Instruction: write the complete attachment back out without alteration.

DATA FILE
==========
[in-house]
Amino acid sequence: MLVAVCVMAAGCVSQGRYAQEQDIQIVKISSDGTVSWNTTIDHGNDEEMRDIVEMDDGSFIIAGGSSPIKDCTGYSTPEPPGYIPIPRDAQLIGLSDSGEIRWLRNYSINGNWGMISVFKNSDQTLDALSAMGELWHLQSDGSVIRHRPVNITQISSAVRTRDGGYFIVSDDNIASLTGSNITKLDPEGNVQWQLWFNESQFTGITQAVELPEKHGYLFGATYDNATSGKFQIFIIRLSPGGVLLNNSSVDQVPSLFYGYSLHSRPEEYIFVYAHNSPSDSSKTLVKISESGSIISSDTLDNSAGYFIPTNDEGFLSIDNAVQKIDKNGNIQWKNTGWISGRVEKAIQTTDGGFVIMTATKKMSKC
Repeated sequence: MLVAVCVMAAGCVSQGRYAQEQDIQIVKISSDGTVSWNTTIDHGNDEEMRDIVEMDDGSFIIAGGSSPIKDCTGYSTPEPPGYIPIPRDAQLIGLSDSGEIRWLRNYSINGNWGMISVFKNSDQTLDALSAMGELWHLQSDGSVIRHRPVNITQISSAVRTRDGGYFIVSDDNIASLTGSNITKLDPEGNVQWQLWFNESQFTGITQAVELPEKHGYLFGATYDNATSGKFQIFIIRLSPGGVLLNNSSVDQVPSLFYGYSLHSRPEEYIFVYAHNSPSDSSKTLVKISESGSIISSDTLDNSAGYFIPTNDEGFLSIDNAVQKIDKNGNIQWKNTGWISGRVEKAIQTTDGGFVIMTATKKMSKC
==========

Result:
[in-house]
Amino acid sequence: MLVAVCVMAAGCVSQGRYAQEQDIQIVKISSDGTVSWNTTIDHGNDEEMRDIVEMDDGSFIIAGGSSPIKDCTGYSTPEPPGYIPIPRDAQLIGLSDSGEIRWLRNYSINGNWGMISVFKNSDQTLDALSAMGELWHLQSDGSVIRHRPVNITQISSAVRTRDGGYFIVSDDNIASLTGSNITKLDPEGNVQWQLWFNESQFTGITQAVELPEKHGYLFGATYDNATSGKFQIFIIRLSPGGVLLNNSSVDQVPSLFYGYSLHSRPEEYIFVYAHNSPSDSSKTLVKISESGSIISSDTLDNSAGYFIPTNDEGFLSIDNAVQKIDKNGNIQWKNTGWISGRVEKAIQTTDGGFVIMTATKKMSKC
Repeated sequence: MLVAVCVMAAGCVSQGRYAQEQDIQIVKISSDGTVSWNTTIDHGNDEEMRDIVEMDDGSFIIAGGSSPIKDCTGYSTPEPPGYIPIPRDAQLIGLSDSGEIRWLRNYSINGNWGMISVFKNSDQTLDALSAMGELWHLQSDGSVIRHRPVNITQISSAVRTRDGGYFIVSDDNIASLTGSNITKLDPEGNVQWQLWFNESQFTGITQAVELPEKHGYLFGATYDNATSGKFQIFIIRLSPGGVLLNNSSVDQVPSLFYGYSLHSRPEEYIFVYAHNSPSDSSKTLVKISESGSIISSDTLDNSAGYFIPTNDEGFLSIDNAVQKIDKNGNIQWKNTGWISGRVEKAIQTTDGGFVIMTATKKMSKC